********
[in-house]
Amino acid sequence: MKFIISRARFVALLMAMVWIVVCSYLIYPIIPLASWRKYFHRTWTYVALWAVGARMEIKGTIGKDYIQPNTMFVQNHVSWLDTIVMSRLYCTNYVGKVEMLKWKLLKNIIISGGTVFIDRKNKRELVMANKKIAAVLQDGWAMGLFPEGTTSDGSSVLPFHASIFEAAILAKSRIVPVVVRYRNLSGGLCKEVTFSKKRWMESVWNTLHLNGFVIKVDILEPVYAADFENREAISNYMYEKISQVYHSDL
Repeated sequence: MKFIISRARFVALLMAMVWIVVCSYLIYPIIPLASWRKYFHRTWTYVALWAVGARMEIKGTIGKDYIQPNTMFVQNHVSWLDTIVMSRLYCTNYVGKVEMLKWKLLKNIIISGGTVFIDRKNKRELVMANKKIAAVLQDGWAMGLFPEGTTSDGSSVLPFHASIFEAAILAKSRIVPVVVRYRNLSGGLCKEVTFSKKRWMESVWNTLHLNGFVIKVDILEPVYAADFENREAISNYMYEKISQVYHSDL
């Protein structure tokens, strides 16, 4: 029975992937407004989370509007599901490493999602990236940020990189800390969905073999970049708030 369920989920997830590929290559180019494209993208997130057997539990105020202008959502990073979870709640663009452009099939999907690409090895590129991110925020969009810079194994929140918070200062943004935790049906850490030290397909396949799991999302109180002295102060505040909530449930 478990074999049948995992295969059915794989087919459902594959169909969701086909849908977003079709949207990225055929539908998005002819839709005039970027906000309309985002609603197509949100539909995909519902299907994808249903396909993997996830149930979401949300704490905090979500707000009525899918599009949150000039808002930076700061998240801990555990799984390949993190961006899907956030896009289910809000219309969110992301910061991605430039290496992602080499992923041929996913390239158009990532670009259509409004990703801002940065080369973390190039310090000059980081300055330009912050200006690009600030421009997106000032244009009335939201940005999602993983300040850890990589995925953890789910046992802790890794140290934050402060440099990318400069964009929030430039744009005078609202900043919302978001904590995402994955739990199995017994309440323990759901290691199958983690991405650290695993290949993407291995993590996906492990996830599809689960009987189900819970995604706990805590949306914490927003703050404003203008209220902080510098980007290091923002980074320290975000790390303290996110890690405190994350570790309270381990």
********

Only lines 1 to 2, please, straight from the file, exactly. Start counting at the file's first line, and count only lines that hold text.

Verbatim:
[in-house]
Amino acid sequence: MKFIISRARFVALLMAMVWIVVCSYLIYPIIPLASWRKYFHRTWTYVALWAVGARMEIKGTIGKDYIQPNTMFVQNHVSWLDTIVMSRLYCTNYVGKVEMLKWKLLKNIIISGGTVFIDRKNKRELVMANKKIAAVLQDGWAMGLFPEGTTSDGSSVLPFHASIFEAAILAKSRIVPVVVRYRNLSGGLCKEVTFSKKRWMESVWNTLHLNGFVIKVDILEPVYAADFENREAISNYMYEKISQVYHSDL